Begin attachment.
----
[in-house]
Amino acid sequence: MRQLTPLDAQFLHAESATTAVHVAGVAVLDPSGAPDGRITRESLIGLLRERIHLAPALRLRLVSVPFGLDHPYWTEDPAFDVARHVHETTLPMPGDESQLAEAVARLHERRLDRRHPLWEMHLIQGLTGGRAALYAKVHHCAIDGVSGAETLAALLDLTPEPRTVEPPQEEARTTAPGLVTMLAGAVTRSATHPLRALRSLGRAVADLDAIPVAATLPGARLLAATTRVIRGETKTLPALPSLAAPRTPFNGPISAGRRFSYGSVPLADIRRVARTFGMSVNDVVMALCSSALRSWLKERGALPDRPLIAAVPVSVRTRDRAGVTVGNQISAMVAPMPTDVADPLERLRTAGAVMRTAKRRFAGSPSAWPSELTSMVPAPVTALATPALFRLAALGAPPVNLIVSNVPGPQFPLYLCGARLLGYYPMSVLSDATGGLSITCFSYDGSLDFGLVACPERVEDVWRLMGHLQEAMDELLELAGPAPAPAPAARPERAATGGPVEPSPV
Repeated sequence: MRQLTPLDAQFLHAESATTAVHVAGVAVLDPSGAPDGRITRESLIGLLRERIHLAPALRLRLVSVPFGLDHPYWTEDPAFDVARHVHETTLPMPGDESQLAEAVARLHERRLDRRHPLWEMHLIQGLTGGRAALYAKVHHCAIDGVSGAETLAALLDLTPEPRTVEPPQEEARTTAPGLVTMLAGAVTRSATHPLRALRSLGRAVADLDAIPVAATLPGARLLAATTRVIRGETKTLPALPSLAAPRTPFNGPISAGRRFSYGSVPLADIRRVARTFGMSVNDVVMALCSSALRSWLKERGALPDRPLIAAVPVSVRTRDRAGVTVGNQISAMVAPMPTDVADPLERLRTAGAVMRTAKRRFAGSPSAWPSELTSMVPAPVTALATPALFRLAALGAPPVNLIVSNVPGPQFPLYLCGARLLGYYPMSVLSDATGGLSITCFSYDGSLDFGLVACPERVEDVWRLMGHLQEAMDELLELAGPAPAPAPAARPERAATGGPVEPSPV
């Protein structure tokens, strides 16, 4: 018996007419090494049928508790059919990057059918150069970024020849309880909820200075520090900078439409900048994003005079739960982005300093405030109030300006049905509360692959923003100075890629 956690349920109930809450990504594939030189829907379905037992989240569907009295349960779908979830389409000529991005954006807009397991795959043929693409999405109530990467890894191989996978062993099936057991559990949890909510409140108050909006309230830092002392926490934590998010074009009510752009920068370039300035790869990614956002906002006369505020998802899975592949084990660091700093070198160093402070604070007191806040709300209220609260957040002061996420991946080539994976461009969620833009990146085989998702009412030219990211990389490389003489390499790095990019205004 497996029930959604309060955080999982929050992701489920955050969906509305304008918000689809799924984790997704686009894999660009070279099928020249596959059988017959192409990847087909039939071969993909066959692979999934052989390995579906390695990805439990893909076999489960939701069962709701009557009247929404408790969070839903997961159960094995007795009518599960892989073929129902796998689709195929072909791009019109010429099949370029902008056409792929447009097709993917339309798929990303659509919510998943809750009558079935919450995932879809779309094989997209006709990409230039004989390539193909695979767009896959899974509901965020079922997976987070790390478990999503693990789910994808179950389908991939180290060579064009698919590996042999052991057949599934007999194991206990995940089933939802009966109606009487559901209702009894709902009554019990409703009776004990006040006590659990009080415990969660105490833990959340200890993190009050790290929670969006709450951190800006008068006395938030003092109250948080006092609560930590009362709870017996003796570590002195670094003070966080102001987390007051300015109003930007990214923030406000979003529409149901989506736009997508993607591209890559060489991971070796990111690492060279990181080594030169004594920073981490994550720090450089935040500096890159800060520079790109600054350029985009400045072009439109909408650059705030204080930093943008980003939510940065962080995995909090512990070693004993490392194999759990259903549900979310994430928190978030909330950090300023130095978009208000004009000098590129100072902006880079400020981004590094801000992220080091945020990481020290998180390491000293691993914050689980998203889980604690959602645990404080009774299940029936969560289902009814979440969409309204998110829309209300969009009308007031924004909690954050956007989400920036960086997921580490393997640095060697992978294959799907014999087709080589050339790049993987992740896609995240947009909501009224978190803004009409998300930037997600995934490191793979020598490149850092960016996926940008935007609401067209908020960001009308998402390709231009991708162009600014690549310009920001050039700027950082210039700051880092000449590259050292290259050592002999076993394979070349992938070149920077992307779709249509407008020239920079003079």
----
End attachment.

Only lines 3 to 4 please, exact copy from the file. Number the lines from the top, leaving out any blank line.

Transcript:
Repeated sequence: MRQLTPLDAQFLHAESATTAVHVAGVAVLDPSGAPDGRITRESLIGLLRERIHLAPALRLRLVSVPFGLDHPYWTEDPAFDVARHVHETTLPMPGDESQLAEAVARLHERRLDRRHPLWEMHLIQGLTGGRAALYAKVHHCAIDGVSGAETLAALLDLTPEPRTVEPPQEEARTTAPGLVTMLAGAVTRSATHPLRALRSLGRAVADLDAIPVAATLPGARLLAATTRVIRGETKTLPALPSLAAPRTPFNGPISAGRRFSYGSVPLADIRRVARTFGMSVNDVVMALCSSALRSWLKERGALPDRPLIAAVPVSVRTRDRAGVTVGNQISAMVAPMPTDVADPLERLRTAGAVMRTAKRRFAGSPSAWPSELTSMVPAPVTALATPALFRLAALGAPPVNLIVSNVPGPQFPLYLCGARLLGYYPMSVLSDATGGLSITCFSYDGSLDFGLVACPERVEDVWRLMGHLQEAMDELLELAGPAPAPAPAARPERAATGGPVEPSPV
């Protein structure tokens, strides 16, 4: 018996007419090494049928508790059919990057059918150069970024020849309880909820200075520090900078439409900048994003005079739960982005300093405030109030300006049905509360692959923003100075890629 956690349920109930809450990504594939030189829907379905037992989240569907009295349960779908979830389409000529991005954006807009397991795959043929693409999405109530990467890894191989996978062993099936057991559990949890909510409140108050909006309230830092002392926490934590998010074009009510752009920068370039300035790869990614956002906002006369505020998802899975592949084990660091700093070198160093402070604070007191806040709300209220609260957040002061996420991946080539994976461009969620833009990146085989998702009412030219990211990389490389003489390499790095990019205004 497996029930959604309060955080999982929050992701489920955050969906509305304008918000689809799924984790997704686009894999660009070279099928020249596959059988017959192409990847087909039939071969993909066959692979999934052989390995579906390695990805439990893909076999489960939701069962709701009557009247929404408790969070839903997961159960094995007795009518599960892989073929129902796998689709195929072909791009019109010429099949370029902008056409792929447009097709993917339309798929990303659509919510998943809750009558079935919450995932879809779309094989997209006709990409230039004989390539193909695979767009896959899974509901965020079922997976987070790390478990999503693990789910994808179950389908991939180290060579064009698919590996042999052991057949599934007999194991206990995940089933939802009966109606009487559901209702009894709902009554019990409703009776004990006040006590659990009080415990969660105490833990959340200890993190009050790290929670969006709450951190800006008068006395938030003092109250948080006092609560930590009362709870017996003796570590002195670094003070966080102001987390007051300015109003930007990214923030406000979003529409149901989506736009997508993607591209890559060489991971070796990111690492060279990181080594030169004594920073981490994550720090450089935040500096890159800060520079790109600054350029985009400045072009439109909408650059705030204080930093943008980003939510940065962080995995909090512990070693004993490392194999759990259903549900979310994430928190978030909330950090300023130095978009208000004009000098590129100072902006880079400020981004590094801000992220080091945020990481020290998180390491000293691993914050689980998203889980604690959602645990404080009774299940029936969560289902009814979440969409309204998110829309209300969009009308007031924004909690954050956007989400920036960086997921580490393997640095060697992978294959799907014999087709080589050339790049993987992740896609995240947009909501009224978190803004009409998300930037997600995934490191793979020598490149850092960016996926940008935007609401067209908020960001009308998402390709231009991708162009600014690549310009920001050039700027950082210039700051880092000449590259050292290259050592002999076993394979070349992938070149920077992307779709249509407008020239920079003079």